During the QIP period, the teaching sessions were delivered frequently to our team, but in a short time frame. Due to this, the percentage of therapeutic duplications may have slowly increased to the original number of errors, as the team reminders had stopped. In our hospital, new team members are frequently added to the surgical team and it would be beneficial to have a ‘therapeutic prescribing champion’ who could deliver the presentation every few months. Data could be collected to review if the number of teaching sessions needed to be increased. Another method to help to sustain the number of therapeutic duplications is to set up reminders on the electronic prescribing system. This method was not trialled by our team but could be a potential solution for preventing duplications, which as mentioned, can be an extremely dangerous error.
Our main outcome measure was the reduction in therapeutic duplication on the general surgical wards. As shown by the results, there was a significant difference in therapeutic duplication following each PDSA cycle implemented.
After each new intervention, the number of therapeutic duplications continued to decline in a step like manner (figure 2). The percentage of therapeutic duplications reduced from 9% to 3.12% by the end of our third audit cycle. This shows that frequent reminders and education of the team can contribute greatly towards improving the number of therapeutic duplications, in addition to the safety net pathways already in place.
Despite there being an improvement in reduction of therapeutic duplications, there were particular days that had more errors compared with the rest of the week. This may have been related to clinician fatigue as the particular days were generally towards the end of the week.
Our prescribing process map (figure 1) highlighted the main points of errors in the prescribing process. We identified that clinicians did not frequently review whether a medication was already prescribed. We also identified that when a clinician did realise that a medication was already prescribed, they did not remove the previous prescription before prescribing a new medication. And finally, when an error was identified, often the safety net of communicating this error was not performed.
Lessons and limitations
There were some limitations to our QIP. One of them being the medications were not reviewed at the same time every day. This could have caused a skew in results as usually the unintentional errors occurred in the morning just after ward round as this is usually the time when doctors are the busiest. Therefore, if the medications were checked in the morning there was usually a higher percentage of errors compared with that in the afternoon.
Another limitation was that not everyone was present when we had the teaching and presentation of our data, due to annual leave, zero days and being busy on the wards. Not only this but some members, especially SAAU (surgery and ambulatory unit) staff are not in our general surgery group. This means that some staff members did not even realise that therapeutic duplication is a current issue that needs to be fixed. The relevance of this is that the SAAU staff are the first point of contact for surgical patients therefore errors could potentially occur at this step. To help to bridge this gap, we also presented our findings to the general surgical WhatsApp group. All junior members on the surgical team are part of this group and would have access to the presentation and data.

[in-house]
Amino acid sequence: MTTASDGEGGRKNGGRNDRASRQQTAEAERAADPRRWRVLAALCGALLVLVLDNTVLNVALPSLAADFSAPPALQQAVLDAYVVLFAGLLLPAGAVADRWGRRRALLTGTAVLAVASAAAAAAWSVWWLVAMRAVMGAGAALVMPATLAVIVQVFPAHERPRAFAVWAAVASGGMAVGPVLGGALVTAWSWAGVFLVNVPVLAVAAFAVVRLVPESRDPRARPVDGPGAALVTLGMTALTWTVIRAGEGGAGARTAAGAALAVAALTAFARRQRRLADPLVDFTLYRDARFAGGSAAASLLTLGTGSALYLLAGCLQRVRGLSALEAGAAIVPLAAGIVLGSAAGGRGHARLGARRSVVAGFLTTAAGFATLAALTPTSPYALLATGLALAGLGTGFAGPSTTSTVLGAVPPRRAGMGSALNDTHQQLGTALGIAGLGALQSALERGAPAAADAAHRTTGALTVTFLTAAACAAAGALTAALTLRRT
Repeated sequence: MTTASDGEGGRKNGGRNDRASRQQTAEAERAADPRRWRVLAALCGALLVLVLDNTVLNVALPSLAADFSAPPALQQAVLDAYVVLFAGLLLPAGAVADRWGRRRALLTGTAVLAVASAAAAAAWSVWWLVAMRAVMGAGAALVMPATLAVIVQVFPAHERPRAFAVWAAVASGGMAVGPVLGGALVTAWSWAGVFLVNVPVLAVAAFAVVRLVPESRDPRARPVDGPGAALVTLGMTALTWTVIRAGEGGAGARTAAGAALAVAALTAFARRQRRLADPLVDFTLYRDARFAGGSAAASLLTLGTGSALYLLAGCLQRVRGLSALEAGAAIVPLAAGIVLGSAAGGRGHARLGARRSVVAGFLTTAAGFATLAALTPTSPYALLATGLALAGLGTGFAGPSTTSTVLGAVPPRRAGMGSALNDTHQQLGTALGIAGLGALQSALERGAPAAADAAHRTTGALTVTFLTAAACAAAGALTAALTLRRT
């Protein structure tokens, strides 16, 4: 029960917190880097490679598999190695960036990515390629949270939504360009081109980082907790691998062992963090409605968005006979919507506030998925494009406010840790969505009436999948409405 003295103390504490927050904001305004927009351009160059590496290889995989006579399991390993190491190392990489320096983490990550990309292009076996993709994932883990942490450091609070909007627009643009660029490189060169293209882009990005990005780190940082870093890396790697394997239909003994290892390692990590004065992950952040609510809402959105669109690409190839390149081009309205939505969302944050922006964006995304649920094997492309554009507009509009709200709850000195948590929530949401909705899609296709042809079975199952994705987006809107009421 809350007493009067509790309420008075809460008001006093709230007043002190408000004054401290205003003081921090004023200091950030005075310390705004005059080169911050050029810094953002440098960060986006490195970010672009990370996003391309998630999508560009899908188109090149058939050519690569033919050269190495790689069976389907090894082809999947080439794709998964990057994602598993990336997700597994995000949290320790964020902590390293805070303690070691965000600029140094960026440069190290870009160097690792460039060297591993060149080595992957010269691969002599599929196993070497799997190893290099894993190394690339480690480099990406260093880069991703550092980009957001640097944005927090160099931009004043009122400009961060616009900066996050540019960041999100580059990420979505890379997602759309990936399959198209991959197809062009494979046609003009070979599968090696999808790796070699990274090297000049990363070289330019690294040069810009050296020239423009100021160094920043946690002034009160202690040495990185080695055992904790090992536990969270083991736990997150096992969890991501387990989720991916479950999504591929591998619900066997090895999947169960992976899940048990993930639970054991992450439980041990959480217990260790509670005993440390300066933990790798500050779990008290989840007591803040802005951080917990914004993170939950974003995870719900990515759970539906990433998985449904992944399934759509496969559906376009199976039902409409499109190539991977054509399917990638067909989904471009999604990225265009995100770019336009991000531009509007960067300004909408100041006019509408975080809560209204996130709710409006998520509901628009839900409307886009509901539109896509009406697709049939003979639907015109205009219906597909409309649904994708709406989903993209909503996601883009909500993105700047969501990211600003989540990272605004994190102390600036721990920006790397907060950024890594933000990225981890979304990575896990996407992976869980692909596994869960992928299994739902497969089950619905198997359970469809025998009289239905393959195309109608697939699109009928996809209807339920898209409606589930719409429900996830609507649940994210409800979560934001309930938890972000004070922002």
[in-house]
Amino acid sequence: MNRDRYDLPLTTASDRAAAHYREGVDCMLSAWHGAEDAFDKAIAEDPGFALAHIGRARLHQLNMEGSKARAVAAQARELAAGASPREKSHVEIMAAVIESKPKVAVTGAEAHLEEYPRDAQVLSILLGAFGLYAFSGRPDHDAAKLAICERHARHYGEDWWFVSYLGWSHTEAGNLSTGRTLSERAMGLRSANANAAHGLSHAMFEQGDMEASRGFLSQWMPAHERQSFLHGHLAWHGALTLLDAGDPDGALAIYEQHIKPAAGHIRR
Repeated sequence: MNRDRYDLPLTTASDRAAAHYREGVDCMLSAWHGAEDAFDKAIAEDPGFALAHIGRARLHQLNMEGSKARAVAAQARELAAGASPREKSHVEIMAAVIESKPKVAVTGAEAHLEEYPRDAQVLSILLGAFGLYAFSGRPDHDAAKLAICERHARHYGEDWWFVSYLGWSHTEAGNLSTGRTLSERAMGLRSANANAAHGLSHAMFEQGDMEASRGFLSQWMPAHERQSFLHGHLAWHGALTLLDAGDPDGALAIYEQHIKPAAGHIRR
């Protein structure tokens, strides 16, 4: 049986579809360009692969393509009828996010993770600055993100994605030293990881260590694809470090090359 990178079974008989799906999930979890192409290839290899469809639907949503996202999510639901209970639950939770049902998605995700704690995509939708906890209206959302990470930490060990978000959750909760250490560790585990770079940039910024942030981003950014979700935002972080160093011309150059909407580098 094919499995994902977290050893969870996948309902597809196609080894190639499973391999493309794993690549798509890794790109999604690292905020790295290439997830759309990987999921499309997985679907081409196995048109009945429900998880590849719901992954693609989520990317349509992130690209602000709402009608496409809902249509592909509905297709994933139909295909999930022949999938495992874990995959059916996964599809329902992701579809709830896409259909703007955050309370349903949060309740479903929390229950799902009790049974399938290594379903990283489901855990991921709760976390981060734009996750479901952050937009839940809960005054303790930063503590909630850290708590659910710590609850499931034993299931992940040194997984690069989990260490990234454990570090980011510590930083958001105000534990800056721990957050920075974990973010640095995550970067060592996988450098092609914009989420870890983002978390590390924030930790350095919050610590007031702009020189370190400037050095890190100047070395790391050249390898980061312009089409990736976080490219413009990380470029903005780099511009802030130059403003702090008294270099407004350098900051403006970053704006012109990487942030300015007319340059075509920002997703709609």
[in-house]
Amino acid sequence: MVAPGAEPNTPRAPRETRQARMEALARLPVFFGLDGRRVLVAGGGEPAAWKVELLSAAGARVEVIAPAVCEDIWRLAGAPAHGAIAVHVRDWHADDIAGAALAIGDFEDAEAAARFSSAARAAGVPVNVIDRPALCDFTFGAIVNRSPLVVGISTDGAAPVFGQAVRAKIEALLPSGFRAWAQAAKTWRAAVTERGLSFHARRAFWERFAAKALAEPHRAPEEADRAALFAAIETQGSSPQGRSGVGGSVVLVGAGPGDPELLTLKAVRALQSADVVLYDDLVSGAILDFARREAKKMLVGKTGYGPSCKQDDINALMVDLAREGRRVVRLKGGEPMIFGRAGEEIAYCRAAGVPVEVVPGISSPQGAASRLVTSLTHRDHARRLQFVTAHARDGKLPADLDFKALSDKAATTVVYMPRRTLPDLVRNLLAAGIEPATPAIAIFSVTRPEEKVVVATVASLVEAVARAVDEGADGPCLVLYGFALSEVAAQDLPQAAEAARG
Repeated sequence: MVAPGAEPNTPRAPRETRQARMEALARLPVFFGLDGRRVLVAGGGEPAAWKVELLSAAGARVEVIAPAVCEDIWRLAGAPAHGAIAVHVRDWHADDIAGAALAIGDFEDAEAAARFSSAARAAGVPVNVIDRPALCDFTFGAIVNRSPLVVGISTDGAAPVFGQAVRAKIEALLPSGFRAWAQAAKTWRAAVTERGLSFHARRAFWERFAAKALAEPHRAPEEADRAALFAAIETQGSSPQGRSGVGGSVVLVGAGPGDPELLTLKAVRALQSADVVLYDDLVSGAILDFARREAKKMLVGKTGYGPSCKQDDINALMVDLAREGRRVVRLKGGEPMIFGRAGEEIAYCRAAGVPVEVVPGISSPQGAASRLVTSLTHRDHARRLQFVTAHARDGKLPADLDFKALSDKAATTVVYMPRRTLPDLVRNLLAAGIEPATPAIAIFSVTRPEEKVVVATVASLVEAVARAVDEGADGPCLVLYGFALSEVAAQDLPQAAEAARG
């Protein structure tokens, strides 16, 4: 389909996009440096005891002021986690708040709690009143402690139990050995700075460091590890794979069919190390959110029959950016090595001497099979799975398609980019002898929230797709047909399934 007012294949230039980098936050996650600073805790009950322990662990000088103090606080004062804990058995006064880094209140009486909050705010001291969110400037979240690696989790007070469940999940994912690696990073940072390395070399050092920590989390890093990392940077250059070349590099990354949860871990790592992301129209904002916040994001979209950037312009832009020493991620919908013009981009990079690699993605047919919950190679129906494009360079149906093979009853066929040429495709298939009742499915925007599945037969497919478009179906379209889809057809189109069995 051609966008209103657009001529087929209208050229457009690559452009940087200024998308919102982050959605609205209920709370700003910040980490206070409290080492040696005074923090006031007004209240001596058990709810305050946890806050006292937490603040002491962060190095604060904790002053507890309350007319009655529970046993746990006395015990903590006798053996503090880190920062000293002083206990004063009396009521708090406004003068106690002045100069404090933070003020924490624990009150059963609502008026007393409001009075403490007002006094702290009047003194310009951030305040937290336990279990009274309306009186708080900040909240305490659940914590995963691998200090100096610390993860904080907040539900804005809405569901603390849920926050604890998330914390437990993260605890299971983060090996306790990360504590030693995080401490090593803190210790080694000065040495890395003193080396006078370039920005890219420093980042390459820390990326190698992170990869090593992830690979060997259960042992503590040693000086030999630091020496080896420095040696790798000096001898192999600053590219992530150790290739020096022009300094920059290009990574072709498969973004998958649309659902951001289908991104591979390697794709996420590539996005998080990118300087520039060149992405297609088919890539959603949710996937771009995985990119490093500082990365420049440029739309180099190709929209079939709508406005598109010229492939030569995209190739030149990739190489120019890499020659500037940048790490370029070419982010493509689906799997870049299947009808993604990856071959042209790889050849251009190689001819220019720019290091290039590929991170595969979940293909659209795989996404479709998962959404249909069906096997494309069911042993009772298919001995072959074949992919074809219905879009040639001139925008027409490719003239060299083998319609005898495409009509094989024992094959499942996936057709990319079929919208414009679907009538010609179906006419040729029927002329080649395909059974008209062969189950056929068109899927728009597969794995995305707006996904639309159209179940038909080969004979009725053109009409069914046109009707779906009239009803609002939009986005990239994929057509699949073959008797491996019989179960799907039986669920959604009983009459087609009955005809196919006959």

If we were to do the QIP again, we would ensure that we increase the sample size to widen the scope beyond only general surgical patients and surgical wards. We would implement it so that every patient’s prescriptions are reviewed, and that teaching is throughout the whole hospital as this problem is not only confined to surgical patients but to all.
This QIP was effective in highlighting the problem of therapeutic duplication when prescribing. It allowed us to visit the common error types and distribute this information to our team. We were able to educate the team and reflect on the importance of correct prescribing.
We were able to demonstrate that a simple and effective way to prevent therapeutic duplication is to be aware of the problem and to check prescriptions prior to prescribing a new medication. These are all steps that should be taken but has been neglected due to clinician workload.
Despite this improvement through educating the team, we believe there needs to be a more sustainable intervention to maintain a low therapeutic duplication average. This is because it only takes one mistake for a fatal error to occur.
Further approaches to prevention could include appointing a therapeutic duplication lead in each department to frequently remind and educate their team members. Another approach could be to implement alerts on EPR to reduce potential harmful or fatal prescribing mistakes.
Data availability statement
All data relevant to the study are included in the article.
Patient consent for publication
Miss Rehana Hafeez (General Surgical Consultant). Dr Mona Sriharan (Consultant Radiologist).
Contributors IH conceived the idea and initiated the project. IH and TR contributed to the design and implementation of the quality improvement project, to the analysis of the results and to the writing of the manuscript.
Funding The authors have not declared a specific grant for this research from any funding agency in the public, commercial or not-for-profit sectors.
Competing interests None declared.
Patient and public involvement Patients and/or the public were not involved in the design, or conduct, or reporting, or dissemination plans of this research.
Provenance and peer review Not commissioned; externally peer reviewed.